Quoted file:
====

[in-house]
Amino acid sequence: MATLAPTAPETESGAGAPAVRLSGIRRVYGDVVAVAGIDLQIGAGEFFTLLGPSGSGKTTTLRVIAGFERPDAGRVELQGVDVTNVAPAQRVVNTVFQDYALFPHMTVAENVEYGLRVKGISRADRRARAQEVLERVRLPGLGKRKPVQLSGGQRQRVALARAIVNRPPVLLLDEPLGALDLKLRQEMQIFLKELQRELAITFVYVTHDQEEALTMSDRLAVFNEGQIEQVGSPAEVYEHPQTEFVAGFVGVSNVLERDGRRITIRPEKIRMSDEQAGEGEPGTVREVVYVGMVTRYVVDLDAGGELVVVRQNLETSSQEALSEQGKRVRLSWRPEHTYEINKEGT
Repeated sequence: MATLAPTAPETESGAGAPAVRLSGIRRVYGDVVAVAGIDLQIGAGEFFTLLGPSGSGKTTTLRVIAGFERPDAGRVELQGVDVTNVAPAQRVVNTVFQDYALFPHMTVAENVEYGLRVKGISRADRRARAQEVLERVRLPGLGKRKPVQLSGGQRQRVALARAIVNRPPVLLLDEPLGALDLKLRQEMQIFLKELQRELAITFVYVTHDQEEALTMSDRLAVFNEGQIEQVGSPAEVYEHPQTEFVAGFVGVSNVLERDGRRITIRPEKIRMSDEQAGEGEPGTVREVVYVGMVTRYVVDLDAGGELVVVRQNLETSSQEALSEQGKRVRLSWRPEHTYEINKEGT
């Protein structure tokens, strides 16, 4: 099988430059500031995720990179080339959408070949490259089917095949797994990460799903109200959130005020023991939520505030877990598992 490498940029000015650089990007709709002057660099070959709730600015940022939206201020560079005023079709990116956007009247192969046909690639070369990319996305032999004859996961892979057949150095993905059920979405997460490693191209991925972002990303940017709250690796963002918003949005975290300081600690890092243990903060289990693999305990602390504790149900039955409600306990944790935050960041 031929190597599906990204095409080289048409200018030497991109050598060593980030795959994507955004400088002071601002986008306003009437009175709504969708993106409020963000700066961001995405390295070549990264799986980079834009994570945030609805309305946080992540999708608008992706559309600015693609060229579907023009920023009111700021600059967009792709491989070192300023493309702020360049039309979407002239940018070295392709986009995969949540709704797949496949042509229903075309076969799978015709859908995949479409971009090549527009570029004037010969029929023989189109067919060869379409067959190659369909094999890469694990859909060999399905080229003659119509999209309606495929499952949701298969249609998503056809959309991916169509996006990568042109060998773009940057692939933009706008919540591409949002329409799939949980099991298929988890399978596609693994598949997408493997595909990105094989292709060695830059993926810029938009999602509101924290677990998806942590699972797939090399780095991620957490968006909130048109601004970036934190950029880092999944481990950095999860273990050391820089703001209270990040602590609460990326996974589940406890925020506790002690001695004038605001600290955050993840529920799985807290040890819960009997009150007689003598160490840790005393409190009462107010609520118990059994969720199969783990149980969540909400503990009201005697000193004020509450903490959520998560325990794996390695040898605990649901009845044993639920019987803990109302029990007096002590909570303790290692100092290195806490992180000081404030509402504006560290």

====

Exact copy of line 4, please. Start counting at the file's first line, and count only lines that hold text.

């Protein structure tokens, strides 16, 4: 099988430059500031995720990179080339959408070949490259089917095949797994990460799903109200959130005020023991939520505030877990598992 490498940029000015650089990007709709002057660099070959709730600015940022939206201020560079005023079709990116956007009247192969046909690639070369990319996305032999004859996961892979057949150095993905059920979405997460490693191209991925972002990303940017709250690796963002918003949005975290300081600690890092243990903060289990693999305990602390504790149900039955409600306990944790935050960041 031929190597599906990204095409080289048409200018030497991109050598060593980030795959994507955004400088002071601002986008306003009437009175709504969708993106409020963000700066961001995405390295070549990264799986980079834009994570945030609805309305946080992540999708608008992706559309600015693609060229579907023009920023009111700021600059967009792709491989070192300023493309702020360049039309979407002239940018070295392709986009995969949540709704797949496949042509229903075309076969799978015709859908995949479409971009090549527009570029004037010969029929023989189109067919060869379409067959190659369909094999890469694990859909060999399905080229003659119509999209309606495929499952949701298969249609998503056809959309991916169509996006990568042109060998773009940057692939933009706008919540591409949002329409799939949980099991298929988890399978596609693994598949997408493997595909990105094989292709060695830059993926810029938009999602509101924290677990998806942590699972797939090399780095991620957490968006909130048109601004970036934190950029880092999944481990950095999860273990050391820089703001209270990040602590609460990326996974589940406890925020506790002690001695004038605001600290955050993840529920799985807290040890819960009997009150007689003598160490840790005393409190009462107010609520118990059994969720199969783990149980969540909400503990009201005697000193004020509450903490959520998560325990794996390695040898605990649901009845044993639920019987803990109302029990007096002590909570303790290692100092290195806490992180000081404030509402504006560290």